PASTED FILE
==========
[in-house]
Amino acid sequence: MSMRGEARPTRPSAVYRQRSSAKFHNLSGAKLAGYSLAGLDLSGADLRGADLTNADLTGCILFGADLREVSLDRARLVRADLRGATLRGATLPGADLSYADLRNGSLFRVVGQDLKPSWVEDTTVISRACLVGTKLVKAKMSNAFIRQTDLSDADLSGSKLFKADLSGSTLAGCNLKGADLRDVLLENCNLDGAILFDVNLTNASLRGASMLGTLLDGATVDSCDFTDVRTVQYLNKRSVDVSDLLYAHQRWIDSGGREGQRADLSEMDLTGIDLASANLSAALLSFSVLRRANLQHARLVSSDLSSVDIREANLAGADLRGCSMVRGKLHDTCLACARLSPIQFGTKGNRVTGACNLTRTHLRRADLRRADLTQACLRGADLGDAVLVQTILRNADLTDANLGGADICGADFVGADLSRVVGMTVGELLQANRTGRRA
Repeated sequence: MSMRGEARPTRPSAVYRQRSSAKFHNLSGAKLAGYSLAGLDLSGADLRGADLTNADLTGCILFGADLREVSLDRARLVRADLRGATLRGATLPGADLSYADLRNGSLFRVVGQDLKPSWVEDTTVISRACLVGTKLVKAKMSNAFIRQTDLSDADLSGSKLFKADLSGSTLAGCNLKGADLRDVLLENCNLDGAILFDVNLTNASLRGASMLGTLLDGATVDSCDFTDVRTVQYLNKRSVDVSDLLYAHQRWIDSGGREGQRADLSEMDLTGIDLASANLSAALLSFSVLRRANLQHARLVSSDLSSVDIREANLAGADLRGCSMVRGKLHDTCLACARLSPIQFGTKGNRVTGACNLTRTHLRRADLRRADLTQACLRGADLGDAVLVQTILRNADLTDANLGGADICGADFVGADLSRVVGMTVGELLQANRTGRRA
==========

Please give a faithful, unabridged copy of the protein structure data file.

[in-house]
Amino acid sequence: MSMRGEARPTRPSAVYRQRSSAKFHNLSGAKLAGYSLAGLDLSGADLRGADLTNADLTGCILFGADLREVSLDRARLVRADLRGATLRGATLPGADLSYADLRNGSLFRVVGQDLKPSWVEDTTVISRACLVGTKLVKAKMSNAFIRQTDLSDADLSGSKLFKADLSGSTLAGCNLKGADLRDVLLENCNLDGAILFDVNLTNASLRGASMLGTLLDGATVDSCDFTDVRTVQYLNKRSVDVSDLLYAHQRWIDSGGREGQRADLSEMDLTGIDLASANLSAALLSFSVLRRANLQHARLVSSDLSSVDIREANLAGADLRGCSMVRGKLHDTCLACARLSPIQFGTKGNRVTGACNLTRTHLRRADLRRADLTQACLRGADLGDAVLVQTILRNADLTDANLGGADICGADFVGADLSRVVGMTVGELLQANRTGRRA
Repeated sequence: MSMRGEARPTRPSAVYRQRSSAKFHNLSGAKLAGYSLAGLDLSGADLRGADLTNADLTGCILFGADLREVSLDRARLVRADLRGATLRGATLPGADLSYADLRNGSLFRVVGQDLKPSWVEDTTVISRACLVGTKLVKAKMSNAFIRQTDLSDADLSGSKLFKADLSGSTLAGCNLKGADLRDVLLENCNLDGAILFDVNLTNASLRGASMLGTLLDGATVDSCDFTDVRTVQYLNKRSVDVSDLLYAHQRWIDSGGREGQRADLSEMDLTGIDLASANLSAALLSFSVLRRANLQHARLVSSDLSSVDIREANLAGADLRGCSMVRGKLHDTCLACARLSPIQFGTKGNRVTGACNLTRTHLRRADLRRADLTQACLRGADLGDAVLVQTILRNADLTDANLGGADICGADFVGADLSRVVGMTVGELLQANRTGRRA